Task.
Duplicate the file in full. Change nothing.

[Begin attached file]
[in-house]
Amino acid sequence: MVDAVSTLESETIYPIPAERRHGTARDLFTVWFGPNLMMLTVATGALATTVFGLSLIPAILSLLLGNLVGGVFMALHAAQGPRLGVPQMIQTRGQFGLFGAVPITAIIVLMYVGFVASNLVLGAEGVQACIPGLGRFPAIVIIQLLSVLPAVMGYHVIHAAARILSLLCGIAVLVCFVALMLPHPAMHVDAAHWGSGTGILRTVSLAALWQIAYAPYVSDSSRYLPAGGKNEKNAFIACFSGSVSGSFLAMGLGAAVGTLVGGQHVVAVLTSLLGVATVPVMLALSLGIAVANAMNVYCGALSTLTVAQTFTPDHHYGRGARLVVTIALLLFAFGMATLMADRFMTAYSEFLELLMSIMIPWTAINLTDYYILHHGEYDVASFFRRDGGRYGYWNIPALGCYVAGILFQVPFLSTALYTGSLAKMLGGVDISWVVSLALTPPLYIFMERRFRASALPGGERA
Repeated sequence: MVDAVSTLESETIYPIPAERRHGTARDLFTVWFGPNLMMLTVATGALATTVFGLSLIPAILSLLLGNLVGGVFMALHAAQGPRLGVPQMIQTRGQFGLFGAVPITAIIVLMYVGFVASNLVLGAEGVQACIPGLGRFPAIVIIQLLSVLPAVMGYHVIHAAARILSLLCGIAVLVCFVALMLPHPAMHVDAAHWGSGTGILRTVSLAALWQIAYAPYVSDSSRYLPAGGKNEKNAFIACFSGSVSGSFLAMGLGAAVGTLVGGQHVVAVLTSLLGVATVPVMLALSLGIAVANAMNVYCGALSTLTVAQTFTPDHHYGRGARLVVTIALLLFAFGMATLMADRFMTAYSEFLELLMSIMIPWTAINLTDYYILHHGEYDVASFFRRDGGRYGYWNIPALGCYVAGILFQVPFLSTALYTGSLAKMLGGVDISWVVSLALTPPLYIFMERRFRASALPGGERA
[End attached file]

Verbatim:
[in-house]
Amino acid sequence: MVDAVSTLESETIYPIPAERRHGTARDLFTVWFGPNLMMLTVATGALATTVFGLSLIPAILSLLLGNLVGGVFMALHAAQGPRLGVPQMIQTRGQFGLFGAVPITAIIVLMYVGFVASNLVLGAEGVQACIPGLGRFPAIVIIQLLSVLPAVMGYHVIHAAARILSLLCGIAVLVCFVALMLPHPAMHVDAAHWGSGTGILRTVSLAALWQIAYAPYVSDSSRYLPAGGKNEKNAFIACFSGSVSGSFLAMGLGAAVGTLVGGQHVVAVLTSLLGVATVPVMLALSLGIAVANAMNVYCGALSTLTVAQTFTPDHHYGRGARLVVTIALLLFAFGMATLMADRFMTAYSEFLELLMSIMIPWTAINLTDYYILHHGEYDVASFFRRDGGRYGYWNIPALGCYVAGILFQVPFLSTALYTGSLAKMLGGVDISWVVSLALTPPLYIFMERRFRASALPGGERA
Repeated sequence: MVDAVSTLESETIYPIPAERRHGTARDLFTVWFGPNLMMLTVATGALATTVFGLSLIPAILSLLLGNLVGGVFMALHAAQGPRLGVPQMIQTRGQFGLFGAVPITAIIVLMYVGFVASNLVLGAEGVQACIPGLGRFPAIVIIQLLSVLPAVMGYHVIHAAARILSLLCGIAVLVCFVALMLPHPAMHVDAAHWGSGTGILRTVSLAALWQIAYAPYVSDSSRYLPAGGKNEKNAFIACFSGSVSGSFLAMGLGAAVGTLVGGQHVVAVLTSLLGVATVPVMLALSLGIAVANAMNVYCGALSTLTVAQTFTPDHHYGRGARLVVTIALLLFAFGMATLMADRFMTAYSEFLELLMSIMIPWTAINLTDYYILHHGEYDVASFFRRDGGRYGYWNIPALGCYVAGILFQVPFLSTALYTGSLAKMLGGVDISWVVSLALTPPLYIFMERRFRASALPGGERA